One day in college, during track practice, I wore a bandanna to my work out. I was having a spectacularly bad hair day and that thin piece of printed cloth made me feel safe from criticism. My coach, who was a hard ass, wasn’t having it and ordered me to take it off immediately. I ran back to the locker room, did my best to make my mane look presentable but still, I cringed as I walked back to the track, embarrassed of what my teammates would think.
Like many black women I know, I have always had a tumultuous relationship with my hair. If it didn’t look good, I didn’t feel good and often it dictated whether I would have a good or bad day. But my own criticism of my hair wasn’t something I could have ever controlled; it was something that started with my ancestors, long before I was born.
Everyday, women everywhere are chastised for what we wear, don’t wear, our shape, our personal hygiene, how we wear our hair, etc. We call this body policing. By definition, body policing is the informal practice of policing one’s physical appearance because it does not conform to social norms. It is a custom that has been perfected and normalized, especially at the expense of women.
Experiencing this policing as a black woman adds an additional layer of exhaustion. Black women’s appearances have been the target of entire physiological studies – one even claiming that we are inherently less attractive than other women. Among the many physical attributes of ours that have been criticized, one of the most widely talked about is our hair. The media has painted a picture of which Black women are attractive and which are not; after years of scrutiny, many of us have caved, internalizing the hoopla and perpetuating self-deprecating behavior.
One of these behaviors is avoiding physical exercise. While I always made it to practice no matter what kind of hair day I was having, many black women avoid workouts because of what it might do to our hair. Let me break this down for those of you who don’t understand why.
Obviously, the experience of African and African-American people in the U.S. has been less than ideal. During slavery, slaves who were the product of interracial relationships or interracial rape or incest had a lighter complexion and had a finer grade of hair than those who were not. These slaves were often treated with more compassion and humanity. So, as you cam imagine, the notion of looking closer to white was a novelty that became very prevalent – and hair played an important role in this. In the late 19th century, the son of a former slave created a chemical that broke down the protein structure in hair and made it really straight. While every person who is of African decent has a different texture of hair, the majority of us have hair that is very kinky with tight curls. This chemical, called a relaxer or a perm, removes the curls and allows the hair to fall freely. Once you relax your hair, usually you flat iron it to style it. This process is time consuming and can be expensive. When you work out, you perspire and this wrecks your hairstyle and makes your hair what some consider “less manageable.” But it’s not just a hairdo: All of this stems from systemic racial oppression that paints Black people as less attractive and desirable than white people. While we are moving in a more progressive direction, we still have a long way to go.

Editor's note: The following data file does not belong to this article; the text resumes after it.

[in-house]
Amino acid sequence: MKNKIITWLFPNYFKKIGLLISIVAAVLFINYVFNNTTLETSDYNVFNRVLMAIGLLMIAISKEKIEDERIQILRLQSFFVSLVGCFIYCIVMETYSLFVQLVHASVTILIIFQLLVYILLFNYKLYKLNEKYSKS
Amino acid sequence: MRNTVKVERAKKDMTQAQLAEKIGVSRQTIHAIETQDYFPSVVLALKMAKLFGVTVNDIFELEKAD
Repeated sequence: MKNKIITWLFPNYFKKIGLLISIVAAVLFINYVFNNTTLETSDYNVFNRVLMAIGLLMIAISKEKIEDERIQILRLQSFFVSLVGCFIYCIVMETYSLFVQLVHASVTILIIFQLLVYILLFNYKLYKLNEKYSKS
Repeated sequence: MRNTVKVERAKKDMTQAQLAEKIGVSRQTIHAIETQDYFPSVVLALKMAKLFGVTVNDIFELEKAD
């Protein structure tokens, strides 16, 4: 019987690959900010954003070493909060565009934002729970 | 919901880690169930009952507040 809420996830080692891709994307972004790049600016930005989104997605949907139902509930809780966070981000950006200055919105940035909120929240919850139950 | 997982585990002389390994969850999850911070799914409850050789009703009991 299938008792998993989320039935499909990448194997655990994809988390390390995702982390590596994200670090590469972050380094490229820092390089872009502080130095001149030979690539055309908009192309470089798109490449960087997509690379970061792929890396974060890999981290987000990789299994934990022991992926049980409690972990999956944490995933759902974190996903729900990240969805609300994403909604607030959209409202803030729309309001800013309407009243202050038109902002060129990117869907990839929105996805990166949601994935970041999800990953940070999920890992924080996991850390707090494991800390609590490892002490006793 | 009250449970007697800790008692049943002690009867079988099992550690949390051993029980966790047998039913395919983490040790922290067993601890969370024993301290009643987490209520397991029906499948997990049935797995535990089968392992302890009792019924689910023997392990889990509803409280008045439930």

While I don’t agree that you should compromise your health to maintain your hairstyle, I understand why some women do. Each of us has an inherent need to feel attractive and visible. Whether it’s the clothes we wear, makeup or our gym routines, most of us conform to society’s norm of what what’s attractive and strive for that — Black women included. You may be thinking, That’s ridiculous! But if you’ll just consider what it is like to be constantly policed for how you look, you might understand better why some sacrifices are made.
When she took office, U.S.
Attorney Surgeon General, Dr. Regina Benjamin encouraged Black women to risk having bad hair days and work out so we could prevent health disparities like obesity and heart disease. “Oftentimes you get women saying, ‘I can’t exercise today because I don’t want to sweat my hair back or get my hair wet,’” Dr. Benjamin is quoted by The New York Times. “When you’re starting to exercise, you look for reasons not to, and sometimes the hair is one of those reasons. … I hate to use the word ‘excuse,’ but that’s one of them.”
I’ve recently heard rumors that Dr. Benjamin is working to design low-impact workouts to help Black women preserve the hair investment and stay healthy. Her commitment to working around systemic oppression is remarkable — yet it’s worth noting that this avoidance of exercise can transcend race. I’ve had conversations with non-black women who feel the same way about their hair and exercise. So let me underscore this: As long as women are held to certain beauty standards and as long as we internalize the notion that we must adhere to those standards, we need to be creative in finding ways to engage some women in physical activity. If we can strive for a society where people are embraced no matter their hairstyle, size and shape, or style of dress, maybe in the future these kinds of conversations can be avoided.
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[Photo of Black woman via Shutterstock]